The ALL RISE team from the newly launched free climate and environmental justice law clinic in KZN. Picture: Casey Pratt/Love Africa.
The ALL RISE team from the newly launched free climate and environmental justice law clinic in KZN. Picture: Casey Pratt/Love Africa.

Free, all-female climate and environmental justice law clinic launched in KZN

By Karen Singh Time of article published Jun 9, 2021

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DURBAN - AN all-female legal team has launched a free climate and environmental justice clinic that aims to protect people’s right to a clean environment.

The non-profit organisation called ALL RISE was launched in KwaZulu-Natal on Wednesday.

The organisation consists of pro bono attorneys in the province working exclusively in the environmental field according to the clinic.

It is one of a few in the country assisting communities and organisations that cannot afford legal services, to assert their constitutional right to an environment that is not harmful to their health or well-being.

Directors Kirsten Youens and Janice Tooley, who are both attorneys, said South Africa has one of the best Constitutions in the world with a Bill of Rights encompassing fundamental rights to life and equality; to food, water and housing; and to an environment that is not harmful to health or well-being.

“The challenge lies in enforcing these rights. Rights on paper are not enough.

“Without lawyers acting pro bono and generous funders who can cover the high costs of litigation and client engagement, it is impossible to put these rights, so eloquently set out in the Constitution, into effect,” said the attorneys.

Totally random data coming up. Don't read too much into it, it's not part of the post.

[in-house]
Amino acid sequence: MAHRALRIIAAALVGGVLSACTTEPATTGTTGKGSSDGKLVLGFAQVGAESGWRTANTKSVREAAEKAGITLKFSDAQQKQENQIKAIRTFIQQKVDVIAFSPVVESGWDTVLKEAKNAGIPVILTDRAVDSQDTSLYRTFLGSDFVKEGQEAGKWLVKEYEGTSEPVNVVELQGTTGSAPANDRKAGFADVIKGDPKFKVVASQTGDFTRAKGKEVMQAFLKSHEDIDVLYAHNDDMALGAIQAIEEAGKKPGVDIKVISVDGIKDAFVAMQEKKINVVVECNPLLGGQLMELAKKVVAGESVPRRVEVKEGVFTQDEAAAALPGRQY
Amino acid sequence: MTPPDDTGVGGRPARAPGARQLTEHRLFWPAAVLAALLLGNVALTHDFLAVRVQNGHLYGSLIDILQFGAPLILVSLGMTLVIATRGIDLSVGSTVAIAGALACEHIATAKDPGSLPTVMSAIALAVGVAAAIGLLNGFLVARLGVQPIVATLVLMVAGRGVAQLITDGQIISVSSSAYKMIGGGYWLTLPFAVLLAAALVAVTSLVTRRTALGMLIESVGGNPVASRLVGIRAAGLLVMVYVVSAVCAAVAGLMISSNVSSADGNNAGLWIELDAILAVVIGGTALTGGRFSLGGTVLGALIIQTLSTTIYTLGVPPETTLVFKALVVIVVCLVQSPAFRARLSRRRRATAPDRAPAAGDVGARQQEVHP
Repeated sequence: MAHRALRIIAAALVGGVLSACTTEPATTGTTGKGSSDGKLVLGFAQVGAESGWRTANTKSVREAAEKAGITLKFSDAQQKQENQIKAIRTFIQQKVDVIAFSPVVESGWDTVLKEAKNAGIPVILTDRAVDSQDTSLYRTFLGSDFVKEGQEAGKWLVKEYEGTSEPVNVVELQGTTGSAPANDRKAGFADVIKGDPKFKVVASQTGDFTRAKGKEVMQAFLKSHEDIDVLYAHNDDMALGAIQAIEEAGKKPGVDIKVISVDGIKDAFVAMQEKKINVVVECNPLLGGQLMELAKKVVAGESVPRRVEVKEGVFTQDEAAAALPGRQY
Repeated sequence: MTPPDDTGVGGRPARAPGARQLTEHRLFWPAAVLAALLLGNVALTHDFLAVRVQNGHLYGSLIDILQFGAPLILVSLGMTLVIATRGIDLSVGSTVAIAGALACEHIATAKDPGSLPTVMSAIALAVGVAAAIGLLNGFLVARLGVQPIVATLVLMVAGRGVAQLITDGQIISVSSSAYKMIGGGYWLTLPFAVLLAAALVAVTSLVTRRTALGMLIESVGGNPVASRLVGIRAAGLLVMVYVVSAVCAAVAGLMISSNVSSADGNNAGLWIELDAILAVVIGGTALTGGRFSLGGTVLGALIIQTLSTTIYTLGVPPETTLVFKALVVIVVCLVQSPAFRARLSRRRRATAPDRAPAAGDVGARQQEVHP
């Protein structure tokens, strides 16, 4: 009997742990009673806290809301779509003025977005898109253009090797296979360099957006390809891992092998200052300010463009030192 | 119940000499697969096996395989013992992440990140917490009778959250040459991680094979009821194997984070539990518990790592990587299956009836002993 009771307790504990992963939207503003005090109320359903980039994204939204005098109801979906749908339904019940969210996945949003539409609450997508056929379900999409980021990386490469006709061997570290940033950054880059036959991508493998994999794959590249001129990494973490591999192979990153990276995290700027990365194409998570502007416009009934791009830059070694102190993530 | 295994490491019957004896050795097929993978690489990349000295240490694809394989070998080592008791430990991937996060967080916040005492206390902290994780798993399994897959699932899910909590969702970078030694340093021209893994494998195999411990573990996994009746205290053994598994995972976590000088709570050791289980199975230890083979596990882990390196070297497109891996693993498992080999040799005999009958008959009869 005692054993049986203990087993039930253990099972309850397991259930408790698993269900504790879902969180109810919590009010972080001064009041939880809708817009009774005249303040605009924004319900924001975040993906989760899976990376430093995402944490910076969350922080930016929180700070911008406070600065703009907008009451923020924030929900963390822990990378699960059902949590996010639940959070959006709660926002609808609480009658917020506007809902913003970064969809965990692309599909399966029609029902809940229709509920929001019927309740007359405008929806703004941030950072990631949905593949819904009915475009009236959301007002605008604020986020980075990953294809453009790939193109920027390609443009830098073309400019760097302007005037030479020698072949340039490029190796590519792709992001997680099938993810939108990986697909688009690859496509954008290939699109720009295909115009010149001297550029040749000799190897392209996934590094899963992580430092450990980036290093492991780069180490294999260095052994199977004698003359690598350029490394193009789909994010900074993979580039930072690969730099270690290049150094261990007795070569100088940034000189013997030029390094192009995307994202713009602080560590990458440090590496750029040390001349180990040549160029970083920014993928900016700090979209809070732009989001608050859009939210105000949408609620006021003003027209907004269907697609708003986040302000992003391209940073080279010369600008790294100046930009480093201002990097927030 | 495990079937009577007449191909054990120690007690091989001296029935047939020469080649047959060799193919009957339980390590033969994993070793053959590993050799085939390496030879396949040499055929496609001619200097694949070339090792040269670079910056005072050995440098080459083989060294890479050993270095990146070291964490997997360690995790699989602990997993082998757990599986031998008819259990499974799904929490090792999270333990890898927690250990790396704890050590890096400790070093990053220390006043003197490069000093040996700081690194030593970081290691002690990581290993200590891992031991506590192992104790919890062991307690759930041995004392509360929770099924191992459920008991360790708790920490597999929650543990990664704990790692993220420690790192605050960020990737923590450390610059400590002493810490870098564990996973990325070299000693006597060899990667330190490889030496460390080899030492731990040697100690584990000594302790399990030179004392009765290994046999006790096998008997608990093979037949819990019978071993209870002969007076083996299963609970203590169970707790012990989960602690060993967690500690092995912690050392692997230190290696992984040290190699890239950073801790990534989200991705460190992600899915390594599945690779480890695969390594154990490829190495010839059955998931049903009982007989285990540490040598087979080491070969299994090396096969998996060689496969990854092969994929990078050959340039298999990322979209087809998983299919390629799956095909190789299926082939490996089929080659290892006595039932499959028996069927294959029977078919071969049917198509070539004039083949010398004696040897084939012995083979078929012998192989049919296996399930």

Over the last few years, the team have worked on fossil fuel, wildlife and marine space cases which have gained national and international attention.

The clinic said most of their effort has been directed towards a number of coal mines in Northern KZN which adversely impact rural communities, the Hluhluwe-iMfolozi Park and the Mfolozi River Catchment in the St Lucia Estuary Ramsar Site.

Youens said witnessing the injustices in northern KZN was the turning point for the team.

“We realised the positive impact we could have on thousands of people who don’t have access to the information or legal support they need to advocate for their own rights. And that we could play the role of educator, rights defender and ally,” she said.

The ALL RISE team and its clients face ongoing challenges both in and outside of the courtroom. These include threats and acts of violence.

THE MERCURY

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